The project was set up with a main focus of implementing water conservation initiative in school environment:
- To estimate the school water footprint in Convent Infant Jesus (1) Primary School in Malacca (Malaysia)
- To identify the most suitable water conservation method for Convent Infant Jesus (1) Primary School
- To construct the rainwater harvesting system in the location of most water use in school building
The following actions were applied to achieve the project objectives:
A school water audit was conducted from August to September 2019. Prior to the water audit, 15 school children were trained to perform water audits in four locations, namely, in the canteen(s), toilet(s), the prayer room(s) and garden. A water audit module was developed in the Malay language for this school by adapting the School Water Audit (National Wildlife Federation 2012) and Eco-Schools USA Water Audit (National Wildlife Federation 2012) guidelines. Water use was recorded manually in a water audit form for one month by the trained school children at the selected school locations. Water use data in water audit form in each school location was calculated to obtain overall water footprint in school environment. Water footprint information then was used to determine the highest water use in school locations and suitable potential way to reduce the highest water use in school. Then, all water conservation methods (rainwater harvesting technology, behaviour changes and water saving devices) were discussed over a series of meetings with the school headmaster, teachers, the Teacher and Parents Association, and Green Growth Asia Foundation (non-governmental organization). Key principles and steps of, Stakeholder Analysis, Integrated Urban Water Management Plans and Integrated Flood Management Plans were used as main guide in these series of meetings. The factors (expertise availability, financial concerns, effects of existing pipe system and sustainability potential) were discussed.
The most suitable water conservation method was determined for the lavatory, which used the most water relative to other selected locations. Ultimately, rainwater harvesting technology was selected because this method would allow for the utilization of a renewable source (rainwater) from the building rooftop and utilizes the existing plumping system. From financial perspective, rainwater harvesting system construction is seen as financially affordable method with well experienced contractor. Furthermore, rainwater harvesting technology method is also seen which will be able to create a long-term collaboration between the school and other parties (local authority and non-governmental organization) which increases the sustainability of the rainwater harvesting technology.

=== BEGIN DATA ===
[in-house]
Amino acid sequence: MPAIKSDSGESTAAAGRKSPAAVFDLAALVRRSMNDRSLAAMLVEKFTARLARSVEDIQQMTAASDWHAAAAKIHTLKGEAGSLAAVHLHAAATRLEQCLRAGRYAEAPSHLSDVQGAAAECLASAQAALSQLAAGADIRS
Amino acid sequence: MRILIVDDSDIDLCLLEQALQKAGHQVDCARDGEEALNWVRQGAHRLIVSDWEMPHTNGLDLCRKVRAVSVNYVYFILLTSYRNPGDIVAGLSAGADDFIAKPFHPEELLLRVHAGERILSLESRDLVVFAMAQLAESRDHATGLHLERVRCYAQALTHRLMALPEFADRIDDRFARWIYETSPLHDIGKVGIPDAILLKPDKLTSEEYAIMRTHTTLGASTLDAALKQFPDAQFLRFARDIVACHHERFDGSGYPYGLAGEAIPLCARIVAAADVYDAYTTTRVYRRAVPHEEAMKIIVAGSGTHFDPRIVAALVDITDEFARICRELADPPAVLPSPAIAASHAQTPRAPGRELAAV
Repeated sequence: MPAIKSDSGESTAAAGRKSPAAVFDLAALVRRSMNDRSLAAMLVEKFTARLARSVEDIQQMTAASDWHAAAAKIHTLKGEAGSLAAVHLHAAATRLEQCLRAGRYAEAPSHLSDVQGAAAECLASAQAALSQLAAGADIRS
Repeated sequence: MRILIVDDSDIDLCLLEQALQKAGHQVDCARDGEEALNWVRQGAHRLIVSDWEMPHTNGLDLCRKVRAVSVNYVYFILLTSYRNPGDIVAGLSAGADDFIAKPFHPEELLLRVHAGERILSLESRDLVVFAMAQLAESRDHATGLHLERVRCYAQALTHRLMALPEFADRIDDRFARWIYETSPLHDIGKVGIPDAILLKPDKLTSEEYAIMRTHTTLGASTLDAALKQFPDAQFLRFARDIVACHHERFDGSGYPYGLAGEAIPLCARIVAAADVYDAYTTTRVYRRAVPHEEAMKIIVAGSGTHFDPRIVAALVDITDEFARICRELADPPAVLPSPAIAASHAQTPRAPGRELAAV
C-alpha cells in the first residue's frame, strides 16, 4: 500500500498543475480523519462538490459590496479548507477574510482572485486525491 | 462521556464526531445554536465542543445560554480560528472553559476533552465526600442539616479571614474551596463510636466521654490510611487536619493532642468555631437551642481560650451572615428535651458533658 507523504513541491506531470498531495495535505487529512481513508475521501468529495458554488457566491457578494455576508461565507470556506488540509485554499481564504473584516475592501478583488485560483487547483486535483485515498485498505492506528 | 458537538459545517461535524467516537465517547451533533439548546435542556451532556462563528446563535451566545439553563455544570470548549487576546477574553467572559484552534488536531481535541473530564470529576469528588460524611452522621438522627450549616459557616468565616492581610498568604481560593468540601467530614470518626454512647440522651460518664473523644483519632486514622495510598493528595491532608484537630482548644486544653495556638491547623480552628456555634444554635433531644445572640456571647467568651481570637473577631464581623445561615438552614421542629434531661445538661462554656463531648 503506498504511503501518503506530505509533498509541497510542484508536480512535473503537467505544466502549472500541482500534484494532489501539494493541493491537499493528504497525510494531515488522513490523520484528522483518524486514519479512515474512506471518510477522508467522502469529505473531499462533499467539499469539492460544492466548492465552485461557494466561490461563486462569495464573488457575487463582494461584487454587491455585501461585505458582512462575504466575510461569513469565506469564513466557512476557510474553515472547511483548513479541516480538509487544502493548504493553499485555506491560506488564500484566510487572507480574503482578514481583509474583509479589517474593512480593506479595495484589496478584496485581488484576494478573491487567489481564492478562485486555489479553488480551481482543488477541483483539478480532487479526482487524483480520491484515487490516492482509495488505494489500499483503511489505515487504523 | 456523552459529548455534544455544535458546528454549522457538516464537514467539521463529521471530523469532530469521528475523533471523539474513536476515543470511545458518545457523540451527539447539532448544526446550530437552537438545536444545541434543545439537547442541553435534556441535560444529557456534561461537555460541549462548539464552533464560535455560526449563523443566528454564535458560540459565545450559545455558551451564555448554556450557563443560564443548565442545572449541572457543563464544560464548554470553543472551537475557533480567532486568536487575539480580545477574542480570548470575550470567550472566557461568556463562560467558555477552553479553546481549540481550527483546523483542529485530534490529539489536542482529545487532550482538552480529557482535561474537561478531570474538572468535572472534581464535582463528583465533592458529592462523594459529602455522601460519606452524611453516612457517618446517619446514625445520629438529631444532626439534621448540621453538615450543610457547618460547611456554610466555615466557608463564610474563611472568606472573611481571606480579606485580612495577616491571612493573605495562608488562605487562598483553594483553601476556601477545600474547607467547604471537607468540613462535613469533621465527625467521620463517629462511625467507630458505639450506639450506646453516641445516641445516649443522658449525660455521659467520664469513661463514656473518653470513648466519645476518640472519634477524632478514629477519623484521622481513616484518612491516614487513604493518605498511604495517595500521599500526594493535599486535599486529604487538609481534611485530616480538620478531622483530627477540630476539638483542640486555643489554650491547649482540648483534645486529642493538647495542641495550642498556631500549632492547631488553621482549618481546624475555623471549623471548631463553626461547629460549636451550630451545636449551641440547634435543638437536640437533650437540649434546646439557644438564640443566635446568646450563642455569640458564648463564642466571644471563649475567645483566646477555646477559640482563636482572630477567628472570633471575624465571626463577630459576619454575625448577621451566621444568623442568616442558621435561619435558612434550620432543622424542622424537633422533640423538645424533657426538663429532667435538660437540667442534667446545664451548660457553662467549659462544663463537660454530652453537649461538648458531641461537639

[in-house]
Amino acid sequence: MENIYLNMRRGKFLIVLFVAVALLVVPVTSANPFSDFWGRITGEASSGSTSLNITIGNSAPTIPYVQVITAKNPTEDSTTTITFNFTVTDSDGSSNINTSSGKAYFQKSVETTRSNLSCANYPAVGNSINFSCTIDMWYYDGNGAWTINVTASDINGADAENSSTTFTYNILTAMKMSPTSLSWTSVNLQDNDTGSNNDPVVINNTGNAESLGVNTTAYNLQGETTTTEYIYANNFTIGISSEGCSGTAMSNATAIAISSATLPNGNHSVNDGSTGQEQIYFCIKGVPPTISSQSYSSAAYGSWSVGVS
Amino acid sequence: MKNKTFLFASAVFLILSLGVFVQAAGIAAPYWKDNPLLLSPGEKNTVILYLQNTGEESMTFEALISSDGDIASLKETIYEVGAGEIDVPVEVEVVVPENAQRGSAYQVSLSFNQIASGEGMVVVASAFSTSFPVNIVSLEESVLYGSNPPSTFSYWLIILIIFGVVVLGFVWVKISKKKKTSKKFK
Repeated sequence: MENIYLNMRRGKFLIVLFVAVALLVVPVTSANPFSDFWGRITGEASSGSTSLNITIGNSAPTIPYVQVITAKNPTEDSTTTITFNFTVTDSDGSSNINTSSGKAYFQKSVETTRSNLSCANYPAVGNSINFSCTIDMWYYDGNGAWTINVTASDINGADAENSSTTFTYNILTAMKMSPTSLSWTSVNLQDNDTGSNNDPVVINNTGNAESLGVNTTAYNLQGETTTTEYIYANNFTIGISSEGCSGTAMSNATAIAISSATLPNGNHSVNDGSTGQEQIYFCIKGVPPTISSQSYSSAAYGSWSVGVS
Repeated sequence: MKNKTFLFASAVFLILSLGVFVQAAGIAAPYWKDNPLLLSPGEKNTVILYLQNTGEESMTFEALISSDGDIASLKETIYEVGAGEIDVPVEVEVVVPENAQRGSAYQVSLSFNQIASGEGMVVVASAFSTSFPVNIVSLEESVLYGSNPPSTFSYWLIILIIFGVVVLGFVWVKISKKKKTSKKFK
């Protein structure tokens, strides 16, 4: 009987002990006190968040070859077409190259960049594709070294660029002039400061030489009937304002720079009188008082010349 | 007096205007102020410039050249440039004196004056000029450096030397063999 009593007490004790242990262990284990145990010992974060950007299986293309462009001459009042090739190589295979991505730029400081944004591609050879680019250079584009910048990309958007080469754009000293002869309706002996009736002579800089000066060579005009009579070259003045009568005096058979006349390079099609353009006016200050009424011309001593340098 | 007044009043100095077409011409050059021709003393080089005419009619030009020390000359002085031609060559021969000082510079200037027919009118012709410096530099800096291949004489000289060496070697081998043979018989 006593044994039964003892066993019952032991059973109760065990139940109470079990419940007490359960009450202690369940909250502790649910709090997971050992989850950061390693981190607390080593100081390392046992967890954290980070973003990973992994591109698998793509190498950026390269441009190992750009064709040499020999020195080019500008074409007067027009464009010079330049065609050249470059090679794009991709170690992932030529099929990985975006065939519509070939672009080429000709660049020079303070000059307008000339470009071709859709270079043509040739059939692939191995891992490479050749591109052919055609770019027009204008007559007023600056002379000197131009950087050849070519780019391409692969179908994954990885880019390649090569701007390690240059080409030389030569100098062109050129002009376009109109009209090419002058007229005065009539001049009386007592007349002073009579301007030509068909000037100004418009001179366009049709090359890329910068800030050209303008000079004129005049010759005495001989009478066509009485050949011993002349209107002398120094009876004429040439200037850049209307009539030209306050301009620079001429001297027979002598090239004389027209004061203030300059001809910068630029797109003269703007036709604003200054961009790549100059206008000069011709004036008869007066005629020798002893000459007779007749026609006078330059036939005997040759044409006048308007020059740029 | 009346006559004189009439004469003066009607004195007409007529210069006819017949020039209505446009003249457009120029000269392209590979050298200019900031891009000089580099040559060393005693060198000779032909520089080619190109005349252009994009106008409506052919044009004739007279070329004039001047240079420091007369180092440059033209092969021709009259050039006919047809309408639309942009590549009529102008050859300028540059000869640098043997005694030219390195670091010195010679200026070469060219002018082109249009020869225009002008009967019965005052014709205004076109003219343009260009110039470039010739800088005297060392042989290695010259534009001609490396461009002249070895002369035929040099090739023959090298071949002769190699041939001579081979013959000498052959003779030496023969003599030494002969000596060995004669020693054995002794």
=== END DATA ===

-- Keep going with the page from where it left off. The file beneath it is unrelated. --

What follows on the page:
A suitable rainwater harvesting system was determined based on guidelines by the National Hydraulic Research Institute of Malaysia (2016). The school building with the highest water use was selected and examined to calculate the rooftop area. The collected rainwater was delivered to polyethylene storage tank using a PVC gutter and down-pipe system. The 300 gallon polyethylene storage tank was installed near the lavatory while a 200 gallon polyethylene storage tank was installed on top of the lavatory roof. Furthermore, wire mesh was placed over the top of the down-pipes to prevent dry leaves and debris from entering the storage tank. A float valve was attached to both of the polyethylene storage tanks to indicate the water level. The rainwater collected from the harvesting system was stored in two polyethylene storage tanks, both of which were utilized to flush 6L from each of the six toilets in the lavatory. With total of 1892.71L (500 gallon) of rainwater stored in two polyethylene storage tanks, the six toilets utilize 36L water, with an average of 75 flushings total for six toilets per week that leads to a water saving efficiency of 100% in lavatory.